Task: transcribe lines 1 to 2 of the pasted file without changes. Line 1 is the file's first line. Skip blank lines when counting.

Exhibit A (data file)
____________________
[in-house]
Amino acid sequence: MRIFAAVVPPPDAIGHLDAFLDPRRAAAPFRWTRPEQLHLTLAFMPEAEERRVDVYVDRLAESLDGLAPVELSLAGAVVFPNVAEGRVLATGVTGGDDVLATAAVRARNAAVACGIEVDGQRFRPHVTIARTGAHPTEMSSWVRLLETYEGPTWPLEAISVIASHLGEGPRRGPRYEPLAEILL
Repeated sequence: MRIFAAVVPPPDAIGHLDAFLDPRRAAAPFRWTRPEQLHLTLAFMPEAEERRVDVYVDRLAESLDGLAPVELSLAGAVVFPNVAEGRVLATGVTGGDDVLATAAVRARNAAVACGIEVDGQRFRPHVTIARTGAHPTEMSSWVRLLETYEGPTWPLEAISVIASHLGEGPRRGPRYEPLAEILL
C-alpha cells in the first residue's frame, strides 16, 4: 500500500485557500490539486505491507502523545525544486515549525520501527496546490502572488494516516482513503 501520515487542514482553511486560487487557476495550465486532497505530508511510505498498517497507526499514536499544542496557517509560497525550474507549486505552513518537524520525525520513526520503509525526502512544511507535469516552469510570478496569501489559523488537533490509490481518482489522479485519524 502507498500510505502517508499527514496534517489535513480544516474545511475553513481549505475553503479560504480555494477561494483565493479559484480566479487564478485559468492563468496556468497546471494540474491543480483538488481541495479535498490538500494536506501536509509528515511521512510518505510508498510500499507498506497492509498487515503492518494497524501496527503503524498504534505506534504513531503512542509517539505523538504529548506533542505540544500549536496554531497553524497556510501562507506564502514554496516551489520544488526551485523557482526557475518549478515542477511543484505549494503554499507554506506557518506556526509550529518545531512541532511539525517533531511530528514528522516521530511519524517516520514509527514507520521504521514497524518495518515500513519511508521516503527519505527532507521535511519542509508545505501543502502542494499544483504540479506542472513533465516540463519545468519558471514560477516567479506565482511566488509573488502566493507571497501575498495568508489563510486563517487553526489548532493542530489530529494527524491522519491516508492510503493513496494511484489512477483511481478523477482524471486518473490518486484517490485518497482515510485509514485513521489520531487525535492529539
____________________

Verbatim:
[in-house]
Amino acid sequence: MRIFAAVVPPPDAIGHLDAFLDPRRAAAPFRWTRPEQLHLTLAFMPEAEERRVDVYVDRLAESLDGLAPVELSLAGAVVFPNVAEGRVLATGVTGGDDVLATAAVRARNAAVACGIEVDGQRFRPHVTIARTGAHPTEMSSWVRLLETYEGPTWPLEAISVIASHLGEGPRRGPRYEPLAEILL